And then there were four…


robbers trying to get into the top entrance (closed)

The robbing at the Common Yard continued, relentless. As soon as I had removed the robbed-out Borgia hive, the aggressive colony started on the next one down, the Constanza colony. A fellow Common beek alerted me and I ran over and closed literally all entrances to all my hives. Hives 3 and 4, resp. Beatrice and Katharina, were holding their own very well, thank you, but it was cold enough for them not fly out anyway. Only these crazy robber bees were flying vigorously (bellies full of honey).

The best was when the owner of the robbing hive showed up. What good timing! He said that, after it requeened itself, his hive (his one hive, he’s a first-year beek) had been a nasty pain to work. They were indeed very aggressive to bees and beeks alike. He suggested, himself, that he should have got rid of that queen, but now it is too late in the season to requeen, so the unfortunate tentative outcome was to lock up the and so  kill off the whole colony. (If anyone objects, let them come over and I’ll even give them a suit and a smoking smoker and let hem open those boxes! Gentleness is most often the first, second or third criterion in a good queen, for the beekeeper as well as the public’s sake.) Luckily another Common beek offered to help him move the colony to the owner’s yard, and then the owner can requeen in Spring. It’s a little over 2 miles away, so I hope those bees don’t find the Common Yard and keep on robbing!

Anyway, too late for Constanza. With the culprit gone today, I was able to open her up and found she is also a goner. There was no queen, only a handful of bees left, not even enough to combine with a strong hive. But a lot of honey, at least 13 full medium frames and 3 full deep frames. Uttering a little apology, I shook the bees out into the grass and locked up the hive. I’ll distribute the honey frames to the other hives tomorrow when it’s warmer (65F!).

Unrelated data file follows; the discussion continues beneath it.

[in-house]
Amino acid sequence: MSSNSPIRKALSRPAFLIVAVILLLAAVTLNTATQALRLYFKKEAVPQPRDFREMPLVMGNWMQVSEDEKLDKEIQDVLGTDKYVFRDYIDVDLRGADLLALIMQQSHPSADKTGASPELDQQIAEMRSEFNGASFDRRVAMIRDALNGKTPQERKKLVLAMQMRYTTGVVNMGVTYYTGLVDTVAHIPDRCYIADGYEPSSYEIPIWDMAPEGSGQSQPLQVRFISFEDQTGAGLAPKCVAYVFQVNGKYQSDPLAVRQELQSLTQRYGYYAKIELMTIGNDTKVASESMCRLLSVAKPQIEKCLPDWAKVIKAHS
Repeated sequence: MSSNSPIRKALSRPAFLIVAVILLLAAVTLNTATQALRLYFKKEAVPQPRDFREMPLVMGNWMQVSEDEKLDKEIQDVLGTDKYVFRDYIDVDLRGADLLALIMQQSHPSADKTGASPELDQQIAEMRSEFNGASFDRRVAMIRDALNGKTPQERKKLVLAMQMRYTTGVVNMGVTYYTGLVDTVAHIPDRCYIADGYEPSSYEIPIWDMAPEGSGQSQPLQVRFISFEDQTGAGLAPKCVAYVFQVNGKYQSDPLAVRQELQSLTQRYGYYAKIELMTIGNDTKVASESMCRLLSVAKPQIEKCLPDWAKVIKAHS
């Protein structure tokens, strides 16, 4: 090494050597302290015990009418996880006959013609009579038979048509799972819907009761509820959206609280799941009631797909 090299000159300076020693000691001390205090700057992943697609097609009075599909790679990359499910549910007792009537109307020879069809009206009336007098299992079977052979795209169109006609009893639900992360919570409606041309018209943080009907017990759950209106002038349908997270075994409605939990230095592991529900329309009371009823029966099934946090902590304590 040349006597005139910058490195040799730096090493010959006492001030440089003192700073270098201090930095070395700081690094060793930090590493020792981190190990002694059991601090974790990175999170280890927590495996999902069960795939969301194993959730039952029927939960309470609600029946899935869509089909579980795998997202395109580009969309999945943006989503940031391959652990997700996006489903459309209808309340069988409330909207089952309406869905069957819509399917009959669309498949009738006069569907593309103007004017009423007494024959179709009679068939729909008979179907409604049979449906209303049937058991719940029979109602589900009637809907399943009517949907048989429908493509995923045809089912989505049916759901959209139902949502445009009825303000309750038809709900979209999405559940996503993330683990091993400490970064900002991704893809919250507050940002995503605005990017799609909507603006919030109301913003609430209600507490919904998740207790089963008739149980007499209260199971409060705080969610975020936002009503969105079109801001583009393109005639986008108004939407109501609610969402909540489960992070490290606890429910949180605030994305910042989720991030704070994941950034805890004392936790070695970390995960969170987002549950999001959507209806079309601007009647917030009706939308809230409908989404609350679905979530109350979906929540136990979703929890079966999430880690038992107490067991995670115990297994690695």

I also opened Beatrice and Katharina’s houses and especially Beatrice, the last Italian, is strong: big population covering the bottom deep and two supers and lots of honey. Katharina has fewer bees, but then again they’re Russians, which overwinter with a smaller population. The last hive at the Common, the Russian Tatjana, looks good too, but they’re the adolescent split, occupying only a deep and a super, and I may just give them the super full of honey from Constanza’s leftovers.

Of course, Constanza and Borgia were well-populated, vigorous, honey-loaded hives too, until a couple of weeks ago. So now I’m down to four. I started with four. How many will I have after winter? I bow to the meadow that holds and feeds my bees. May she hold and feed them into the next season.

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